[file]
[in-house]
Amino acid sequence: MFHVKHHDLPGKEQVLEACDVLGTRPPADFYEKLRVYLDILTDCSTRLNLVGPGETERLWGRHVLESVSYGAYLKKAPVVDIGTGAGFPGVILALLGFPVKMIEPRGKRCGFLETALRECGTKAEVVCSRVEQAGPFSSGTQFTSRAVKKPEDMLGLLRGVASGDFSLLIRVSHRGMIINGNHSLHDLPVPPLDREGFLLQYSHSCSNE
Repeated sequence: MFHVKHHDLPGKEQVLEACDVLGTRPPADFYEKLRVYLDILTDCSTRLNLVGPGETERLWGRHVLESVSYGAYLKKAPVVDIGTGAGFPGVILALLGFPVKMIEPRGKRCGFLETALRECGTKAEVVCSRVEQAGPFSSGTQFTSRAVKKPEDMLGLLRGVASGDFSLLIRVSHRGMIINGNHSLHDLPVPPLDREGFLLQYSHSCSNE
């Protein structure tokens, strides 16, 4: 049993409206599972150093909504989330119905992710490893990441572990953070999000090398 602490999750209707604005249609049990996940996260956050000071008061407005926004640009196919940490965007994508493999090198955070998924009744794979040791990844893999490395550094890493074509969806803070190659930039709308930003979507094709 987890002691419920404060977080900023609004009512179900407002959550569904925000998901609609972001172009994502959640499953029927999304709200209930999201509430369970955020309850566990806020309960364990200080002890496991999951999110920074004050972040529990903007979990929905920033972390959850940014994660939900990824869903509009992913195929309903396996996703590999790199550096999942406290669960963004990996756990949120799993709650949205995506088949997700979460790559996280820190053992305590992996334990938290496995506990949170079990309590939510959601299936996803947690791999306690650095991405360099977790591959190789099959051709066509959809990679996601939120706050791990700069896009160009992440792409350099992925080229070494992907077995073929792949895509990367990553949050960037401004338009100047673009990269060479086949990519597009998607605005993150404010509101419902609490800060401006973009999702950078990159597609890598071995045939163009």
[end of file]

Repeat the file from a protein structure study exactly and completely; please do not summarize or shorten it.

[in-house]
Amino acid sequence: MFHVKHHDLPGKEQVLEACDVLGTRPPADFYEKLRVYLDILTDCSTRLNLVGPGETERLWGRHVLESVSYGAYLKKAPVVDIGTGAGFPGVILALLGFPVKMIEPRGKRCGFLETALRECGTKAEVVCSRVEQAGPFSSGTQFTSRAVKKPEDMLGLLRGVASGDFSLLIRVSHRGMIINGNHSLHDLPVPPLDREGFLLQYSHSCSNE
Repeated sequence: MFHVKHHDLPGKEQVLEACDVLGTRPPADFYEKLRVYLDILTDCSTRLNLVGPGETERLWGRHVLESVSYGAYLKKAPVVDIGTGAGFPGVILALLGFPVKMIEPRGKRCGFLETALRECGTKAEVVCSRVEQAGPFSSGTQFTSRAVKKPEDMLGLLRGVASGDFSLLIRVSHRGMIINGNHSLHDLPVPPLDREGFLLQYSHSCSNE
């Protein structure tokens, strides 16, 4: 049993409206599972150093909504989330119905992710490893990441572990953070999000090398 602490999750209707604005249609049990996940996260956050000071008061407005926004640009196919940490965007994508493999090198955070998924009744794979040791990844893999490395550094890493074509969806803070190659930039709308930003979507094709 987890002691419920404060977080900023609004009512179900407002959550569904925000998901609609972001172009994502959640499953029927999304709200209930999201509430369970955020309850566990806020309960364990200080002890496991999951999110920074004050972040529990903007979990929905920033972390959850940014994660939900990824869903509009992913195929309903396996996703590999790199550096999942406290669960963004990996756990949120799993709650949205995506088949997700979460790559996280820190053992305590992996334990938290496995506990949170079990309590939510959601299936996803947690791999306690650095991405360099977790591959190789099959051709066509959809990679996601939120706050791990700069896009160009992440792409350099992925080229070494992907077995073929792949895509990367990553949050960037401004338009100047673009990269060479086949990519597009998607605005993150404010509101419902609490800060401006973009999702950078990159597609890598071995045939163009």